Bernard Hopkins Backs Canelo In Possible Errol Spence Jr. Showdown: “I Don’t Think Spence Understands On That Level Yet”


By: Hans Themistode

Bernard Hopkins has a ton of respect for unified welterweight champion Errol Spence Jr.

However, with the Dallas product stating on several occasions that he would love a matchup with four-division titlist Canelo Alvarez, who currently resides three weight classes above him, Hopkins believes he’s lost his mind.

“I like Canelo in that fight,” said Hopkins during a recent interview with Fight Hub TV. “Spence is not a huge guy. Errol Spence can fight but he’s going to have to be a little puncher to be able to get the respect from Canelo.”

Throughout the eight-year career of Spence Jr., the powerful southpaw has faced a litany of well-established fighters. From his 11th round stoppage win over Kell Brook to his decision victory over Shawn Porter, Spence Jr. has established himself as one of the best fighters not only in the welterweight division, but pound for pound.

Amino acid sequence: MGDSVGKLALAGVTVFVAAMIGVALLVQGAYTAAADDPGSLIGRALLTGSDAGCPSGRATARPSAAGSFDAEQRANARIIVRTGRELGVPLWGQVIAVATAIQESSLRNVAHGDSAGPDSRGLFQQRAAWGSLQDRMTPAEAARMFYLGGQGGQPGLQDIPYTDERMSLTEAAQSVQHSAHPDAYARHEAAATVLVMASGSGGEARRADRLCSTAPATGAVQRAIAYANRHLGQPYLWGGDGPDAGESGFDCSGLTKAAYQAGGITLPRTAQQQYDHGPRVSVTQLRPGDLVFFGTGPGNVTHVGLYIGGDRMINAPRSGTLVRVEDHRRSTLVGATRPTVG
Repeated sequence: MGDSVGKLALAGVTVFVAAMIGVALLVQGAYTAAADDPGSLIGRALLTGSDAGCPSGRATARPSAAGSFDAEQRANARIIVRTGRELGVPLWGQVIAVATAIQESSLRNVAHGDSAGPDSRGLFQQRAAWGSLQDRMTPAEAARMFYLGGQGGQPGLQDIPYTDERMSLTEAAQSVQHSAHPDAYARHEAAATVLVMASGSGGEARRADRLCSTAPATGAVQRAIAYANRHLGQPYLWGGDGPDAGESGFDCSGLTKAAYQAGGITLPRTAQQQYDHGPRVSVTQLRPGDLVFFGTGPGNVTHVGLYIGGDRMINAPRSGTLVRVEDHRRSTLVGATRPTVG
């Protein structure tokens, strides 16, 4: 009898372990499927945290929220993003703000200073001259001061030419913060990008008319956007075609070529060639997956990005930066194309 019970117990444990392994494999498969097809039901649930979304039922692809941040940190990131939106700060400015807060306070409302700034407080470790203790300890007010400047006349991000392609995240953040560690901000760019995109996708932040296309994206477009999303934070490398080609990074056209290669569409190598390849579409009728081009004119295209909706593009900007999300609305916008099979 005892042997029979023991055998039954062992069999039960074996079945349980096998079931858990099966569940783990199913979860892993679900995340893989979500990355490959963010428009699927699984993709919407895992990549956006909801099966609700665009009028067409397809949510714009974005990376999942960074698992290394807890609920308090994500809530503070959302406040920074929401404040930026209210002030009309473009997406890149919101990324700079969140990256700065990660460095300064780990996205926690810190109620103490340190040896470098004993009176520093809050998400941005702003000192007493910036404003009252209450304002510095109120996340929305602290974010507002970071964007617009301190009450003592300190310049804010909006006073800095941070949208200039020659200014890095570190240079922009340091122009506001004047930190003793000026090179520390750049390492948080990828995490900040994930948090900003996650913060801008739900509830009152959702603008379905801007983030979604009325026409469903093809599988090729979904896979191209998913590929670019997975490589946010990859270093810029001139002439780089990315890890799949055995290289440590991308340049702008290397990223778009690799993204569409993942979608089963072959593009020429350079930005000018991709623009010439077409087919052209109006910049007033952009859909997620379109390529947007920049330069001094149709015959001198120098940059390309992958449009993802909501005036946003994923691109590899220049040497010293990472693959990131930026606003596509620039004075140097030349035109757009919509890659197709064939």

Most recently, Spence Jr. put to bed any questions surrounding his horrific car crash in October of 2019 with a one-sided beating against Danny Garcia just a few weeks ago. With the win, the Dallas product claimed the scalp of his sixth-former champion. Still, even with success in both the pros and as a 2012 Olympian, Hopkins doesn’t believe that he’ll have the skill or physical ability to win.

“I don’t think Spence understands on that level yet. He can’t keep him off him man.”

Throughout the history of boxing, size hasn’t always been the key ingredient to winning a fight. Recently elected hall of famer in Floyd Mayweather beat several fighters who were much bigger than he was. Eight division champion Manny Pacquiao made a career out of beating larger men. In 2003, Roy Jones Jr. famously moved up from the light heavyweight to take on then heavyweight champion Jon Ruiz, giving up roughly 30 pounds. But while those aforementioned names were success stories, Hopkins believes that there is a difference between what Errol Spence Jr. is attempting to do and what his predecessors did.

“Skills,” explained Hopkins. “I don’t mind fighting a big guy if he don’t got any skills. I’ll get him tired and then beat him. But if he got skills and he’s been walking around comfortable, been in that position and you just walking right into that? Man, there must be something that I’m missing.”

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